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ERLC submits amicus brief in Dobbs abortion case at the Supreme Court


The ERLC has submitted an amicus brief in an important Supreme Court case that could affect the future of abortion in America. The amicus brief explains why the court should overturn Roe v. Wade (1973) and Planned Parenthood v. Casey (1992), twin decisions that have prevented states from prohibiting abortion.  

“For too long, the Roe and Casey decisions have allowed our nation to turn a blind eye to the plight of those who have no voice,” said Chelsea Patterson Sobolik, ERLC’s acting director of public policy. “Our brief asks the Court to overturn those two cases and set a new precedent that respects every life. With each passing day, more and more people recognize preborn lives are worthy of protection. The Dobbs case provides another chance for the Court to come to that same conclusion and affirm the fundamental right to life.”

An amicus brief is a learned treatise submitted by an amicus curiae (Latin for “friend of the court”), someone who is not a party to a case who offers information that bears on the case but that has not been solicited by any of the parties to assist a court. The amicus brief is a way to introduce concerns ensuring that the possibly broad legal effects of a court decision will not depend solely on the parties directly involved in the case.

ERLC joined other religious organizations — including the U.S. Conference of Catholic Bishops, National Association of Evangelicals, and the Lutheran Church-Missouri Synod — in filing the brief in the case of Dobbs v. Jackson Women’s Health Organization. The Supreme Court agreed this past May to revisit a previous decision “by reviewing a Mississippi law that would replace the ‘viability standard’ with a limit on abortions after 15 weeks of pregnancy.” Viability refers to the stage of development at which an unborn child is capable of living, under normal conditions, outside the uterus. The viability standard is the primary justification for supporting federal legal precedents regarding abortion. Gerard Bradley, a law professor at Notre Dame, says, “the removal of the judicially created barrier of ‘viability’ could let loose a cascade of pre-viability prohibitions, and in due course test the hypothesis that there is no principled, coherent stopping point between removal of the ‘viability’ standard and flat-out reversal of Roe.”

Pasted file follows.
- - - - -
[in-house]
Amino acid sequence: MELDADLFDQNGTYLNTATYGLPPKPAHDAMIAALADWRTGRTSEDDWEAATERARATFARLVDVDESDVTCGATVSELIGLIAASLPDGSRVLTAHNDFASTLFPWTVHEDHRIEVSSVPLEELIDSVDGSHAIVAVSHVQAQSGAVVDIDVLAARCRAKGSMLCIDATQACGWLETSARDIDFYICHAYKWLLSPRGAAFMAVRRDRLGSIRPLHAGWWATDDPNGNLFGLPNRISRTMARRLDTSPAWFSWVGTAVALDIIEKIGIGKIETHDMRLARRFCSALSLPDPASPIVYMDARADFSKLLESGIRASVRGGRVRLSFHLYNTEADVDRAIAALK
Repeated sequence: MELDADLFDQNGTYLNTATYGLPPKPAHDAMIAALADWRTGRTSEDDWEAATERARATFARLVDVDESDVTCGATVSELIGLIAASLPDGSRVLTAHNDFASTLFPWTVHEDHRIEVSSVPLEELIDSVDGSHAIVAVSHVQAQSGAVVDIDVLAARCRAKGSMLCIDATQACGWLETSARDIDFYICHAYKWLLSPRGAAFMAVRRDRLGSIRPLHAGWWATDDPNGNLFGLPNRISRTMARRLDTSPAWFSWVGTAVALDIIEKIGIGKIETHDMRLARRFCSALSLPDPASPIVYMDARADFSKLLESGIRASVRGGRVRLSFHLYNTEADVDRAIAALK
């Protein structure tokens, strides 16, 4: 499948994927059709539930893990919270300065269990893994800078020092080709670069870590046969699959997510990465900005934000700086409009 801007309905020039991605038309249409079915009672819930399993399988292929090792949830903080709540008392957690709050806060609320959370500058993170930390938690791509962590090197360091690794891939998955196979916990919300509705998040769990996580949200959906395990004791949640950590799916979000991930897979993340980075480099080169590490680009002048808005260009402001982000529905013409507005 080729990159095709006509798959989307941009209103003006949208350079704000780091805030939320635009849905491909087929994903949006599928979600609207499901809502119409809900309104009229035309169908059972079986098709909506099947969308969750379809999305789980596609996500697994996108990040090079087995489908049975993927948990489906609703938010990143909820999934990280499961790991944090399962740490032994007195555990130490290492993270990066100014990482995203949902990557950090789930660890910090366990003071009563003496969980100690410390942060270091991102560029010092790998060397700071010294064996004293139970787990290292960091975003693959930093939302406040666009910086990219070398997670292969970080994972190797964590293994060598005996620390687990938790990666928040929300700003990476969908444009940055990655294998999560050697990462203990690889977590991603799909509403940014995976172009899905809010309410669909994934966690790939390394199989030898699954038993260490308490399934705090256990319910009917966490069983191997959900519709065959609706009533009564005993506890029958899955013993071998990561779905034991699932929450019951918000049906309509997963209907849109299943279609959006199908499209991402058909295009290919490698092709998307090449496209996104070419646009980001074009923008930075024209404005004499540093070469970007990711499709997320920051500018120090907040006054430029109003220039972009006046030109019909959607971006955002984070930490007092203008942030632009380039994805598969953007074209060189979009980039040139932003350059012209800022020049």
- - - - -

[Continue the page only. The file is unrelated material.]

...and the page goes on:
The brief ERLC joined requests that the Supreme Court uphold the Mississippi ban and says the U.S. Constitution “does not create a right to an abortion of an unborn child before viability or at any other stage of pregnancy. An asserted right to abortion has no basis in constitutional text or in American history and tradition.”

The brief also points out that the state has an interest in protecting human life. 

“Government has many responsibilities. Chief among them is protecting innocent life,” said Brent Leatherwood, ERLC chief of staff. “How much more important is that responsibility when it comes to protecting preborn lives that cannot speak for themselves? Christians have long pleaded the case for America to recognize the inherent dignity of our most vulnerable neighbors. This case gives us another opportunity to do so. Until that happens, our nation will not be able to fully achieve that lofty goal of being a land that preserves life, liberty and the pursuit of happiness for every individual.”

The Supreme Court will hear oral arguments in this case sometime between October and April, and should issue a ruling next summer.

The ERLC will always advocate for life, in the public square, before the courts, and before Congress.



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